When Brandon Lopez, field operations manager for ABLe Communications, found himself tracking employee and task times by taking notes on box lids, or whatever was at hand, he knew it was time to look into better ways to beat the clock.
“We needed to get a little more up-to-date, so we started looking into our options,” Lopez says. “We needed a way to be able to track time and give employees a little barometer to show how they’re doing and performing against the budget.”
ABLe Communications is a family-owned business in Grand Prairie, Texas, specializing in copper, optical and wireless information transport systems, with integrations for audio-visual systems. The continuing boom in companies adopting technology means ABLe is taking on larger and more complex projects, bringing the need for time-tracking solutions to the forefront. That’s why the company recently adopted Procore’s labor tracking software that includes Timesheets and Crews.
Cost Code Soup
“On a big job, speed counts because we make money based on the labor hours,” Lopez explained. “The faster I get something done, the more money I make. That’s really hard to manage if an employee is doing an eight-story building with four quadrants on each floor.”
Lopez breaks up the job basing on cost codes. Then he assigns a time for completion of each. The company focuses on five core cost codes. As employees apply their times to the codes, they have a very granular view of their progress. Especially on long-term jobs, employees can now see right away how many hours they have invested in a cost code, even if they’ve been away from the job waiting for other trades to complete their portions.
ABLe’s cost codes are lined up with its specifications sections, making it clearer for its employees when time-tracking particular tasks. Thus, the company is using language that everybody immediately understands. So even when the GCs check on ABLe’s progress, they’re doing so based on specifications tied to submittals.
Tie Budget to Tracked Time
“If we’re bringing in a subcontractor, we’ll assign them their own cost code,” Lopez said. “But typically, for all of our self-performed work, we try to use our five core codes. Although we have branched out from there, there is such a thing as too much detail. I could put a hundred cost codes on there and get a lot of granular detail about where we’re at in a job. But that becomes a very hard thing to track and manage from an admin level.”
The company used to put all the costs into a bucket and draw from that. However, then they couldn’t really tell how they were doing until near the end: too late to make corrections. Now, they organize their budget in Procore, set the hours for time tracking, and manage the job with a constantly updated budget outlook.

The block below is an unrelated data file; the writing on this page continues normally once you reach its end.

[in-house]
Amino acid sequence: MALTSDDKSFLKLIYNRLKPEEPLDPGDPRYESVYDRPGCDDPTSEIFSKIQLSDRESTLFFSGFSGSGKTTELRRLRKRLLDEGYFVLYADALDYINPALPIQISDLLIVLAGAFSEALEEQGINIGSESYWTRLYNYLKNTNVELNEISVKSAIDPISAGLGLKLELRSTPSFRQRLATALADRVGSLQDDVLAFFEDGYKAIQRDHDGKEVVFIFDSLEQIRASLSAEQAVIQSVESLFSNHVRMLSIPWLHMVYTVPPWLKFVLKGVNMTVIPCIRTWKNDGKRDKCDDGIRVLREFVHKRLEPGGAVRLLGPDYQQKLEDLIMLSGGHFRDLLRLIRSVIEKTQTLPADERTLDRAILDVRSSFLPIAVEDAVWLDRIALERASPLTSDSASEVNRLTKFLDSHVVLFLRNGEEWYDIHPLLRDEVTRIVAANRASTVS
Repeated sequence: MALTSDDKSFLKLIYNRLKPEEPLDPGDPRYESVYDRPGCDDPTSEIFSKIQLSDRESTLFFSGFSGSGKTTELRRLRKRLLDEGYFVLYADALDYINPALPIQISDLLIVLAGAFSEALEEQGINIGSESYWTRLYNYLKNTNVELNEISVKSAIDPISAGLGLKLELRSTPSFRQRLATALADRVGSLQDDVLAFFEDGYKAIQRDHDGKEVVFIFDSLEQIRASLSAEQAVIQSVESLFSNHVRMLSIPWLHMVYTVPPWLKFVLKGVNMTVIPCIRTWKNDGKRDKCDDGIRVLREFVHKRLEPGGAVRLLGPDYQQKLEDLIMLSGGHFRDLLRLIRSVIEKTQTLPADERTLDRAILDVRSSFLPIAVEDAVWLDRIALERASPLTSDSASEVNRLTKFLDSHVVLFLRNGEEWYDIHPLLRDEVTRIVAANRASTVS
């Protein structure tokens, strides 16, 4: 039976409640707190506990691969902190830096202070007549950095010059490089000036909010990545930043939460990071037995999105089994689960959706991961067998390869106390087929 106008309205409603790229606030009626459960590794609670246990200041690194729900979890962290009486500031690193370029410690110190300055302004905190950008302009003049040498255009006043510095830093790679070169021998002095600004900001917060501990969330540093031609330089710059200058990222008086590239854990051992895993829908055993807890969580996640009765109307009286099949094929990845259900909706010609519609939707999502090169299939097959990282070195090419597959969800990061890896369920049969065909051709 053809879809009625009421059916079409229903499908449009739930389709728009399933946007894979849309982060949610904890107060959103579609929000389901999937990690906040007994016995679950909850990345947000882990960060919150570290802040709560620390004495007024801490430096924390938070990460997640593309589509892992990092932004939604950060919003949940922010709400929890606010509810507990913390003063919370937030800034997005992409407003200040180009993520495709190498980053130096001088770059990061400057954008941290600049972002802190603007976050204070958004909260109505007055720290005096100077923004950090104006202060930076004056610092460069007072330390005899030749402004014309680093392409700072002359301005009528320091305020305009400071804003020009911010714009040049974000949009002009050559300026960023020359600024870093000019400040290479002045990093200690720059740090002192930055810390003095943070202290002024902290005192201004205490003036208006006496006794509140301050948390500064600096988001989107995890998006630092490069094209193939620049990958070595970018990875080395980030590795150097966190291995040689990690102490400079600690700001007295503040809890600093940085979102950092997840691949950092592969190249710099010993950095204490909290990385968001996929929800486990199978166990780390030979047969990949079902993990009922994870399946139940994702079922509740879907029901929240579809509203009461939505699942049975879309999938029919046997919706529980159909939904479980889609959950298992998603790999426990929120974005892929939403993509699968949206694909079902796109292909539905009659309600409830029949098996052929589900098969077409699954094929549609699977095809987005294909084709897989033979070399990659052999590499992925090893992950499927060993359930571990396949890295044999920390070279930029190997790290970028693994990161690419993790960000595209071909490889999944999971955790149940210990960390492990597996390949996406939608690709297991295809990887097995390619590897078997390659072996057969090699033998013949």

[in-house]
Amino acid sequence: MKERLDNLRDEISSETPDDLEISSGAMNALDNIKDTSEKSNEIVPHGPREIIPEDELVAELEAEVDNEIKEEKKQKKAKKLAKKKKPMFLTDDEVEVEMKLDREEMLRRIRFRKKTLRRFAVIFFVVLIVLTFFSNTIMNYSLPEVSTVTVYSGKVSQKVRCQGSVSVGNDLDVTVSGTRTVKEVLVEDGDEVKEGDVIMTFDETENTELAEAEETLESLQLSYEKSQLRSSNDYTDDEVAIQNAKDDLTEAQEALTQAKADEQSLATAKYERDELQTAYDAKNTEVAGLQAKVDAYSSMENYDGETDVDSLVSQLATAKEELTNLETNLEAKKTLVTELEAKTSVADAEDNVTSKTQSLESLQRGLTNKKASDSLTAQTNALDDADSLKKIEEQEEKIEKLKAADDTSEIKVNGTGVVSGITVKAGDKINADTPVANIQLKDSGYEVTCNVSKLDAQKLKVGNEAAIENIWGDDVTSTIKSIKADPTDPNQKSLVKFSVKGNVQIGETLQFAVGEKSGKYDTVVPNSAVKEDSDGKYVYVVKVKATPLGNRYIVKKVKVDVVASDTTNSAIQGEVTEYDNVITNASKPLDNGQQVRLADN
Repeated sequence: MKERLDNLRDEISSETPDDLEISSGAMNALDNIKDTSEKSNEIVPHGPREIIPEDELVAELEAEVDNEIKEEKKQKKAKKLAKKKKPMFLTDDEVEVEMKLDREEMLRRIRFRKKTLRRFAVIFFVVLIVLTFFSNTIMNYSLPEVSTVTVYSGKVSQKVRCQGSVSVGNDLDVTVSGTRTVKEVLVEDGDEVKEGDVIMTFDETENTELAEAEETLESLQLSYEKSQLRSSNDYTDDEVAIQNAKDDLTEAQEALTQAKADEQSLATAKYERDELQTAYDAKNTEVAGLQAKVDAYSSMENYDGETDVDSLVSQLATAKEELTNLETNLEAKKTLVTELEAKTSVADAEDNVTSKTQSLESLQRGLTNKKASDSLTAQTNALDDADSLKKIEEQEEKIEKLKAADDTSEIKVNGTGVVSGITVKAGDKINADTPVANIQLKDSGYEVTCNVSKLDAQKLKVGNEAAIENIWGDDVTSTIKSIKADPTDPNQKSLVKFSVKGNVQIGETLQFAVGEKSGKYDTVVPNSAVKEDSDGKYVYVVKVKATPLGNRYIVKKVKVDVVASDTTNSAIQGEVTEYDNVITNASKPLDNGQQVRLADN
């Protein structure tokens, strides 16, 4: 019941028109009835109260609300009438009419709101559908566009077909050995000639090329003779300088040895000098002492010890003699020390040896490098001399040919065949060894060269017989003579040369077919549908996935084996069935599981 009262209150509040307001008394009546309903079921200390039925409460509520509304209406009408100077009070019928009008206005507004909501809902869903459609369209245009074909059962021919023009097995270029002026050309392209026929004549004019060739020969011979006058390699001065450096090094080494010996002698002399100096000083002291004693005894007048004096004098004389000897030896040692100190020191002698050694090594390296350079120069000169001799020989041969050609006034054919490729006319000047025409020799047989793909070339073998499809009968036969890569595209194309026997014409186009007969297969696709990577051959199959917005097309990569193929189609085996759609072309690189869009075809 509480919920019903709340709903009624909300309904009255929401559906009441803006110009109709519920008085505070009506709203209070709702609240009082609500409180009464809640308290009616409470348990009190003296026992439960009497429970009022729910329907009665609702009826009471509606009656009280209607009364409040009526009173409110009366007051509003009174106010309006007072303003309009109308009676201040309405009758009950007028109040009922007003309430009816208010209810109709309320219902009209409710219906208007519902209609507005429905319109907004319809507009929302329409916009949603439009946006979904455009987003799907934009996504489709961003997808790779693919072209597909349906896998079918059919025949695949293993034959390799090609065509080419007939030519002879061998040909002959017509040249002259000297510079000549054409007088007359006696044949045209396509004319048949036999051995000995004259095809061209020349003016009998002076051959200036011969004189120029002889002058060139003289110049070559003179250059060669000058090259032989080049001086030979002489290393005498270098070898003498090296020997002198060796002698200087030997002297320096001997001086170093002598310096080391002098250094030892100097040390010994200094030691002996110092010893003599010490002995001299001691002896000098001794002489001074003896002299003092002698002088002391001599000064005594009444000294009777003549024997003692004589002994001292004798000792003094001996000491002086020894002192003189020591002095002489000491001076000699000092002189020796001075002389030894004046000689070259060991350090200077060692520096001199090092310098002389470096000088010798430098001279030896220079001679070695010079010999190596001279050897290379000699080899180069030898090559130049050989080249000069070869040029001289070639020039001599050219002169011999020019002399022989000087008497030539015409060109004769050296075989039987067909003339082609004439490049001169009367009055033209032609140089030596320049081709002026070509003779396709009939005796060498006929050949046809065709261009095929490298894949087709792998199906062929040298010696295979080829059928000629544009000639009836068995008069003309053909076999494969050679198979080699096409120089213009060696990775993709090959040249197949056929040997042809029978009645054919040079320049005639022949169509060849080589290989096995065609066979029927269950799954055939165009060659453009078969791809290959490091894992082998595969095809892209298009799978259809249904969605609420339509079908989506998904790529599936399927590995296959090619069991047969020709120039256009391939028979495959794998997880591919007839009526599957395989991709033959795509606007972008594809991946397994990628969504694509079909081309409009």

“I’m able to forecast where I’m at in a job from day one,” Lopez said. “From the first day when I set the budget and the hours, I can watch that money bar move so I’m constantly up-to-date. When it comes to last-minute decisions, I make those every day. I make manpower adjustments and material adjustments, depending on what my budgets say on a daily basis. It is an ability I’ve never had before.”
“I make manpower adjustments and material adjustments, depending on what my budgets say on a daily basis. It is an ability I’ve never had before.”
Over the past decade, ABLe found itself gradually getting into increasingly complex projects. They were originally strictly subcontracting; now, their work for GCs and owners often requires them to have a full specification package. They need to subcontract everything that isn’t a part of their regular offerings. Jobs are larger, more complicated, moving faster, and with tougher schedules to manage.
“The truth of the matter is that the industry, especially my industry, has completely changed in ten years,” said Lopez. “So we’ve just evolved from a little guy who dealt with the amateurs, to a full-fledged prime contractor. The old ways of doing things weren’t working as well anymore.”
Getting people on board with tracking their time was easier than expected. Of course, Lopez said, some of the staff were content with how it had been handled before. But in the end, most see the benefit in using time tracking. And although there were some hiccups and lag before seeing improvements, Lopez characterized the rollout as one of the easiest he’s been a part of.
Improving Other Processes
ABLe is seeing improvements in its estimating processes, as well. Finding out the costs of activities in real time is helping the company to refine its estimating so labor budgets are more accurate. They are also seeing trends related to certain budgets and work performed in certain environments, helping them be more realistic in their labor allocations.
Payroll processing has gone from a seven-hour process involving the whole administrative staff to just 10 minutes, turning Thursday into a more enjoyable day. Moreover, by using approvals on submitted time, Lopez claimed, there’s no concern about people fudging on their hours.
Lopez especially appreciates how Procore and its labor tracking system are designed to be driven from the field and not from the desk. Procore helps them focus at the field level, making it easy to include pictures, watch their hours, communicate, and even submit and track RFIs.
“Procore is a very easy thing to see the benefit in. . . they’re constantly making adjustments, which is very important to me.”
“Procore is a very easy thing to see the benefit in. They have a great team over there ready for anything you need. They’re constantly making adjustments, which is very important to me. You can’t just roll out one product and think that’s universal across the industry—it’s just not.”
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